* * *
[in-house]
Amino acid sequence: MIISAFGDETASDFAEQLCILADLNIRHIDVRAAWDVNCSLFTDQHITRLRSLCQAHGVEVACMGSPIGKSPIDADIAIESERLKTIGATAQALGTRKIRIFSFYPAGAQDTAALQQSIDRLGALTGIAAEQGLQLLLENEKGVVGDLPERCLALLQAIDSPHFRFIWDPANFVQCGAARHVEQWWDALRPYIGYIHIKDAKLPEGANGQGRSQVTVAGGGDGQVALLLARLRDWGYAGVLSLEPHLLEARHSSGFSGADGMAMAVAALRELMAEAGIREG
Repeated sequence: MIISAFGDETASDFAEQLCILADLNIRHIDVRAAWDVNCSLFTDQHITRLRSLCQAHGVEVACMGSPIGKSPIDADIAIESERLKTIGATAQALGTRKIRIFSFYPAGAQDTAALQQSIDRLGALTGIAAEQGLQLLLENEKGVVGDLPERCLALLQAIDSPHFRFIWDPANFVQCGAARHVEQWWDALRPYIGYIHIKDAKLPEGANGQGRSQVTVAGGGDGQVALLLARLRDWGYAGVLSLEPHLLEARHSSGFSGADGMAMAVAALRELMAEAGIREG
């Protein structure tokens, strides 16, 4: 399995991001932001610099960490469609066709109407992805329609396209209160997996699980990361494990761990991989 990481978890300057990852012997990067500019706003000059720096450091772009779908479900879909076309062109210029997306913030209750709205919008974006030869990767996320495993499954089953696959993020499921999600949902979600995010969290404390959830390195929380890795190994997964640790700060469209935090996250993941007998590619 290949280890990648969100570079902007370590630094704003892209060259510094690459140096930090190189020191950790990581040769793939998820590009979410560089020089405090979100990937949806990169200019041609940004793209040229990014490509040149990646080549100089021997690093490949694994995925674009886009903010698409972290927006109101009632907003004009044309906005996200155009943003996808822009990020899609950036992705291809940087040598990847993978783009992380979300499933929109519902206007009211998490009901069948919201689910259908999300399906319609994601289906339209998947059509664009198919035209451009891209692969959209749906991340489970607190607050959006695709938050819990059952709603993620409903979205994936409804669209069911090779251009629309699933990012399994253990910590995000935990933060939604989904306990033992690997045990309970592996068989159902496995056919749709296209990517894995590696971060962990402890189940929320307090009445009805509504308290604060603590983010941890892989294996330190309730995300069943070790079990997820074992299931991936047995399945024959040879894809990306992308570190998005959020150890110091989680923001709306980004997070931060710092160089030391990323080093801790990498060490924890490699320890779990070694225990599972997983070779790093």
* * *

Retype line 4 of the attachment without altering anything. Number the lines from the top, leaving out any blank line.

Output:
């Protein structure tokens, strides 16, 4: 399995991001932001610099960490469609066709109407992805329609396209209160997996699980990361494990761990991989 990481978890300057990852012997990067500019706003000059720096450091772009779908479900879909076309062109210029997306913030209750709205919008974006030869990767996320495993499954089953696959993020499921999600949902979600995010969290404390959830390195929380890795190994997964640790700060469209935090996250993941007998590619 290949280890990648969100570079902007370590630094704003892209060259510094690459140096930090190189020191950790990581040769793939998820590009979410560089020089405090979100990937949806990169200019041609940004793209040229990014490509040149990646080549100089021997690093490949694994995925674009886009903010698409972290927006109101009632907003004009044309906005996200155009943003996808822009990020899609950036992705291809940087040598990847993978783009992380979300499933929109519902206007009211998490009901069948919201689910259908999300399906319609994601289906339209998947059509664009198919035209451009891209692969959209749906991340489970607190607050959006695709938050819990059952709603993620409903979205994936409804669209069911090779251009629309699933990012399994253990910590995000935990933060939604989904306990033992690997045990309970592996068989159902496995056919749709296209990517894995590696971060962990402890189940929320307090009445009805509504308290604060603590983010941890892989294996330190309730995300069943070790079990997820074992299931991936047995399945024959040879894809990306992308570190998005959020150890110091989680923001709306980004997070931060710092160089030391990323080093801790990498060490924890490699320890779990070694225990599972997983070779790093």